An international team of researchers led by Cleveland Clinic has developed new genetic-based epilepsy risk scores which may lay the foundation for a more personalized method of epilepsy diagnosis and treatment. This analysis is the largest study of epilepsy genetics to date, as well as the largest study of epilepsy using human samples.
The research team, led by Dennis Lal, Ph.D., calculated for the first time quantitative scores that reflect overall genetic risk for epilepsy, called polygenic risk scores. They showed that these scores can accurately distinguish on a cohort level between healthy patients and those with epilepsy, as well as between patients with generalized and focal epilepsies.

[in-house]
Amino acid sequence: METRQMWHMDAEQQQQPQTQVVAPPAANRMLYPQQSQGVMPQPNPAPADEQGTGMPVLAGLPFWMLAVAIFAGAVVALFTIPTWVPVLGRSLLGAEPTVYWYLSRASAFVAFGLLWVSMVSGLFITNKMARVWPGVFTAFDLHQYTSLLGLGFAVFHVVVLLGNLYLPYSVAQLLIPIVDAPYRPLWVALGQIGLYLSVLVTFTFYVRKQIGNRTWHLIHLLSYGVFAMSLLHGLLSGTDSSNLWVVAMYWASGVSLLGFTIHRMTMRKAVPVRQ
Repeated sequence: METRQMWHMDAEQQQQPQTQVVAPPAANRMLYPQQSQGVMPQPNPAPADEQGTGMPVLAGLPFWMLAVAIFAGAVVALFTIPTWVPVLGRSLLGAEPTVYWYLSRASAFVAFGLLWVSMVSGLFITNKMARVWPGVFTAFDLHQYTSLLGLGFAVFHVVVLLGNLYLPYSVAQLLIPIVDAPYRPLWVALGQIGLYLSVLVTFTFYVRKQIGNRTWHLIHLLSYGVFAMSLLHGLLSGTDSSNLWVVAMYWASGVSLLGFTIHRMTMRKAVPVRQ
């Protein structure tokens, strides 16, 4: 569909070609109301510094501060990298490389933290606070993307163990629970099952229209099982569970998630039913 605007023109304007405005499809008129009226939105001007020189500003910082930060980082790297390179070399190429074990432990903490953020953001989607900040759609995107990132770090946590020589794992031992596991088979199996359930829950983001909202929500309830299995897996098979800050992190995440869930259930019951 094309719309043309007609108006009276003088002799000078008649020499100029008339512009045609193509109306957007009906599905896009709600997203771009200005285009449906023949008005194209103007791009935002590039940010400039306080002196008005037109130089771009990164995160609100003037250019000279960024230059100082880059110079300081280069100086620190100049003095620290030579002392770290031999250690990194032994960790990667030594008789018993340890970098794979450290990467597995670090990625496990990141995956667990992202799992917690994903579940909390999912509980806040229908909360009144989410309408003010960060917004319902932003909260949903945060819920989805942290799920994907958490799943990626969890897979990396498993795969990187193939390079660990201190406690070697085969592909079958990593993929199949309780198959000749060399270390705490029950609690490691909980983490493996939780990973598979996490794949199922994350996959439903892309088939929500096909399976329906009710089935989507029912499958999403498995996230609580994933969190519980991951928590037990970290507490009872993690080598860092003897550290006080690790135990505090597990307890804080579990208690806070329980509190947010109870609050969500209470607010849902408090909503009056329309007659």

After the first seizure, it can be difficult for clinicians to predict which patients will go on to develop epilepsy. Development of these novel genetic risk scores could help clinicians to intervene and treat patients earlier.
“The fact that we can now identify people at high risk for epilepsy, and even start to distinguish between the two main types of epilepsy, based on genetic scores is really exciting,” said Lal, the study’s lead author. “These landmark results set the stage for an entirely new direction of epilepsy research.”